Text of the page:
Patent Love

Our neighbour, Gordon, who lives in Old Rode House, Downton Lane this morning gave us this typed version of an article from The Mansfield and Sutton Times of 29th June 1928:

The highlighted paragraph is the one that specifically features our little hamlet, and is, incidentally evidence that our house was certainly built before the 1930s, as we had been given to understand. I have also scanned the next two pages which describe the life of our area a hundred years ago. Apart from the volume of motor traffic this has not changed much in the intervening years. We do have electricity, but not gas. We are not on mains drainage and dispose of our waste by means of a septic tank. These continuation sheets can be enlarged by access to their gallery.

The few fluffy clouds creeping away from a clear cerulean sky above our garden earlier heralded the cold, bright, day that we were to enjoy. The last image in the above set was produced by looking down on the kitchen skylight from our new first floor sitting room.

We began with a visit to Pilley’s lake where my usual seasonal view bore signs of autumn and a number of ponies

drinking and reflected in the clear, still waters.

Some of the animals wandered across Jordans Lane until a woman left one of the cars and shooed them off.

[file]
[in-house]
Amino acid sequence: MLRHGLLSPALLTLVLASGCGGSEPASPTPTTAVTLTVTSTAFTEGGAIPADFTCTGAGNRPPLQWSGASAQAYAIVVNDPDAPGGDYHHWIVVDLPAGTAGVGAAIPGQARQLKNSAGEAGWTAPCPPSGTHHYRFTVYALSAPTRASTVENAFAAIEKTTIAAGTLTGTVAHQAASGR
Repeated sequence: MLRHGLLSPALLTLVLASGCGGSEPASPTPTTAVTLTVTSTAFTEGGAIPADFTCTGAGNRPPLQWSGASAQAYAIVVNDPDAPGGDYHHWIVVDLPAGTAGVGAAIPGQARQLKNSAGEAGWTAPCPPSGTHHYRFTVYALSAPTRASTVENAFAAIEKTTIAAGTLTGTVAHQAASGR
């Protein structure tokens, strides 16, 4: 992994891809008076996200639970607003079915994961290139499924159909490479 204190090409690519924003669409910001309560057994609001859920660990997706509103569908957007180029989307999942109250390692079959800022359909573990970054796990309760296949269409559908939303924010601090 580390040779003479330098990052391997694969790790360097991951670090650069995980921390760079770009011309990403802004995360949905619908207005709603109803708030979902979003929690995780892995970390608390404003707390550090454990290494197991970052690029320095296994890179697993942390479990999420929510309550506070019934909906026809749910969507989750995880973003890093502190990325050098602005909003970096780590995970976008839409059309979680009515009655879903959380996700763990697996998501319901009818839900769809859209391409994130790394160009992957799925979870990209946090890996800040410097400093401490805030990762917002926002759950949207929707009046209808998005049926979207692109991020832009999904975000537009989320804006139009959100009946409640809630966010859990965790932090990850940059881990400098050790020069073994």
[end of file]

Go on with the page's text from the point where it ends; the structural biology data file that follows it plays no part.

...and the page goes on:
This was Jules who called her pony over from the far side of the lake and gave him treats – this soon had me surrounded by other equines hoping for the same from me. I had engaged this friendly person in conversation in order to ask her about the foal with the stick in its collar that we had seen yesterday. She had obligingly parked behind Jackie where we enjoyed talking. Jules thought it likely that the small branch would become dislodged. The love between pony and owner was patent.

Assorted equines gathered on the other side of the water.

Donkeys with a foal gathered at East Boldre, where

robins flitted about.

More ponies, casting long shadows gathered on the verges of the beginning of South Baddersley Road. These, we thought, were the group that we often see at St Leonard’s Grange, with their little attached Shetland,

today enjoying an extended scratch on a post, while